I set up a new board, started skating again, dropped 60 lbs, and in 2018 my worlds collided. Thrasher Magazine announced that they would be holding an event on the beach in Waikiki. They were going to rebuild the famous “Y-Ramp” that was featured in 1988 at the Blaisdell Arena in Honolulu. I arranged with Hawaii Media Source to try and obtain a credential to shoot. No response. I went down to the beach and when I showed up, nobody knew who to contact to see about getting me in but a security guard came through with an unlimited access wrist band he had been holding for someone who couldn’t make it. The universe was tossing me the rope again. 5 minutes later I found myself surrounded by some of the most legendary skaters on the planet with full access to the venue and my camera in my hand. 13 year old me was giggling inside like a school girl.
As a photojournalist, your career is cataloged in your brain as events. At the end of each assignment you walk away with an opinion on how you shot. That day, after it all wrapped up and I was walking back to the car with one of my broken boards freshly signed by Andrew Reynolds, I looked at my wife and said “I think that’s the best set of images I’ve ever taken in my life. I don’t know if I’ll ever top that catalog.” I knew, at that moment, that if I never shot a college or pro sporting event again, that would be ok. I was going to devote my life to documenting the skateboarding community in Hawaii from here out.
Since then I’ve been on a journey to photograph the gnarliest and best skaters that I can. I’ve had images go viral on Instagram in the skate community, had a chance to shoot with professional skaters for sponsor ad campaigns, become close friends with legendary skaters that I aspired to be like as a kid, and recently I found out that I will have 2 images published in the upcoming issue of Confusion International Skateboard Magazine. One as a full page. That one will also be B&W which has always been my favorite style of photography. Dreams just keep coming true. I now shoot for Confusion and am often featured on their Instagram as a contributing photographer. When I have that magazine in my hand, I’ll add another publication to my portfolio and check off a box that’s been on my list since I was 8 years old. Become a print published skate photographer.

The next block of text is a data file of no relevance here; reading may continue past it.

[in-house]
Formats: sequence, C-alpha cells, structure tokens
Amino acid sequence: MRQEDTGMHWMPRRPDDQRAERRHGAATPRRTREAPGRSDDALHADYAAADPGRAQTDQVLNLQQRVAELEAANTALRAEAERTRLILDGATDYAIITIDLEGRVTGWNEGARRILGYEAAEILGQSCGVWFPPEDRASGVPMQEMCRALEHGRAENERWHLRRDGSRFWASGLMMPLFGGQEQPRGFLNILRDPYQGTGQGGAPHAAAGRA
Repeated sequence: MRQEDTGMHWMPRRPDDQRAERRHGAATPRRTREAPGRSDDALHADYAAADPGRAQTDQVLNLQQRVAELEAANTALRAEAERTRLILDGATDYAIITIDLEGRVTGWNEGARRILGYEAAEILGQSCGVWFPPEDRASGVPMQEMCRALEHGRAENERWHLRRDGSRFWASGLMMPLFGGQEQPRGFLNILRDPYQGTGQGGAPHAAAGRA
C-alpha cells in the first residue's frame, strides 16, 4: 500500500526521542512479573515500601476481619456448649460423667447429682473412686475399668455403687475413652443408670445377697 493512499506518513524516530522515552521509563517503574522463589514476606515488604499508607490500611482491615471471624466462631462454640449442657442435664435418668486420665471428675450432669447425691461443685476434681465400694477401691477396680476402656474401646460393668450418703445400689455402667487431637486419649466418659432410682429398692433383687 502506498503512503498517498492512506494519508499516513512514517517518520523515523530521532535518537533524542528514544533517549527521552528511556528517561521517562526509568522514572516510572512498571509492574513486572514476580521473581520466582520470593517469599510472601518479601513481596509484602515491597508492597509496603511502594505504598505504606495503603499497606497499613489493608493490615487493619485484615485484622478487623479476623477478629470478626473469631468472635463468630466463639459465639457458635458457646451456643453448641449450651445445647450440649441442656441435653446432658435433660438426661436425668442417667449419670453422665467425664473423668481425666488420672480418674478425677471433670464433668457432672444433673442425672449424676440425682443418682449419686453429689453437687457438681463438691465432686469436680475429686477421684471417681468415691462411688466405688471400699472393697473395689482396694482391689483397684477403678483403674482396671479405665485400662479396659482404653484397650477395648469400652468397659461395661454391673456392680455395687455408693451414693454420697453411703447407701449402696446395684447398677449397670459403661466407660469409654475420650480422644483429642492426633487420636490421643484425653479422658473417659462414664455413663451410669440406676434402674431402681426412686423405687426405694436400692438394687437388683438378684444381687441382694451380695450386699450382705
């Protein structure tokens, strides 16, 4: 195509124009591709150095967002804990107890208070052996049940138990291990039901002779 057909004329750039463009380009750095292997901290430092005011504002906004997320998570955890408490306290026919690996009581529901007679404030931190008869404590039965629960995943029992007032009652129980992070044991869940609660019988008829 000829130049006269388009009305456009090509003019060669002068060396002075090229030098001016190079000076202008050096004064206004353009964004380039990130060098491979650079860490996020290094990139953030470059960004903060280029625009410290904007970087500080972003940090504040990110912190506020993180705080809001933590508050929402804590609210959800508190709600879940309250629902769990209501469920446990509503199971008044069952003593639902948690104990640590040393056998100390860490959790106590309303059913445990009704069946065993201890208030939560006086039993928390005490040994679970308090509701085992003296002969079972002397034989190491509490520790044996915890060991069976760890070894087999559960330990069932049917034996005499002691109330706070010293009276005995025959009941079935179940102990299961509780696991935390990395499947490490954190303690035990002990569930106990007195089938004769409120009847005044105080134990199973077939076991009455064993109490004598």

There is a saying in skateboarding, “Skating saves lives”. Without a doubt skating and photography have saved mine. These worlds colliding brought me out of depression and anxiety that I was unsure I could come out of on my own. I’m currently working on a film about the positive effects of skateboarding on mental health.
My goal as an instructor is to take my students inside my world. A world that I don’t believe is real myself sometimes. I want you all to see what I do. Whether it’s covering local skaters or world class professional surfers. Living in Hawaii provides me with a chance to photograph some absolutely amazing things. Come see what I mean. I think of photography as an art, but more a life skill. It allows you to document history, to catalog memories for yourself and others to enjoy throughout life. It also provides you with a way of seeing the world that others are not privy to. It’s like living in an alternate universe. I see in images. I see light different than others. I anticipate things happening when others don’t. These are all gifts that my camera has given me. I want to help you learn how to harness this amazing resource for yourself and see the world through a photographers lens. Pun fully intended.
Mahalo for reading my story! If you have any questions, feel free to reach out to me via Instagram @chasethemoment808 or email firstname.lastname@example.org. Hope to see you all soon in class!